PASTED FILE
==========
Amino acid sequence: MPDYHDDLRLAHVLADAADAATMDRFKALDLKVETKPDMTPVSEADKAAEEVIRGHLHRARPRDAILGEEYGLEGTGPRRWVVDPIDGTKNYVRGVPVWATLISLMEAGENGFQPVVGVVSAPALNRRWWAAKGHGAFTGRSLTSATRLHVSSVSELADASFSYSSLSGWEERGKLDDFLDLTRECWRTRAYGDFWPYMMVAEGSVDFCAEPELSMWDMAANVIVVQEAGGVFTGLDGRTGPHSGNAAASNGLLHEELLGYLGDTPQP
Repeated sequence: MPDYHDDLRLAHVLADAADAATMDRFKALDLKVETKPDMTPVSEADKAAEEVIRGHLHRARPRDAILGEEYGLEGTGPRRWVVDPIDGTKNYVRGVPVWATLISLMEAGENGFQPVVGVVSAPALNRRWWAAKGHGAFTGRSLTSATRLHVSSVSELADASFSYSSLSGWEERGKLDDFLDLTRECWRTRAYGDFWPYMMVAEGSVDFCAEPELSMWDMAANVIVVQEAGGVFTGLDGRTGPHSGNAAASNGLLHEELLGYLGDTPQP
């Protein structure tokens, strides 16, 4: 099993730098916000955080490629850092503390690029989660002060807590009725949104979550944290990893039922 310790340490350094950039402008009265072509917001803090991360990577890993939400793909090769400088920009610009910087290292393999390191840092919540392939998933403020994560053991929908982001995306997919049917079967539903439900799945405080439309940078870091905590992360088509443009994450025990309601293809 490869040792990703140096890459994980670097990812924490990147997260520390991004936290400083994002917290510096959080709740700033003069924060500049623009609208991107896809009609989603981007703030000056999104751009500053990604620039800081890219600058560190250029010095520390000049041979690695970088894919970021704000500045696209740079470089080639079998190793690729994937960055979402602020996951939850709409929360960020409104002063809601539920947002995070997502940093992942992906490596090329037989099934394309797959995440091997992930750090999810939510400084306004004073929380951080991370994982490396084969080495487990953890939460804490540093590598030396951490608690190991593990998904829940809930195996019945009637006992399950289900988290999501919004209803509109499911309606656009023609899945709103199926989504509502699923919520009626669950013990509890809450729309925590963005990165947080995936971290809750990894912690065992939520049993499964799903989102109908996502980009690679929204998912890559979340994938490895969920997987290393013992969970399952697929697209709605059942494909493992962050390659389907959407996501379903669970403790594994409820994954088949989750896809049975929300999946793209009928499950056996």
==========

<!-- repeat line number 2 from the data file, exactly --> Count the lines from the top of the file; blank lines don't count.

Repeated sequence: MPDYHDDLRLAHVLADAADAATMDRFKALDLKVETKPDMTPVSEADKAAEEVIRGHLHRARPRDAILGEEYGLEGTGPRRWVVDPIDGTKNYVRGVPVWATLISLMEAGENGFQPVVGVVSAPALNRRWWAAKGHGAFTGRSLTSATRLHVSSVSELADASFSYSSLSGWEERGKLDDFLDLTRECWRTRAYGDFWPYMMVAEGSVDFCAEPELSMWDMAANVIVVQEAGGVFTGLDGRTGPHSGNAAASNGLLHEELLGYLGDTPQP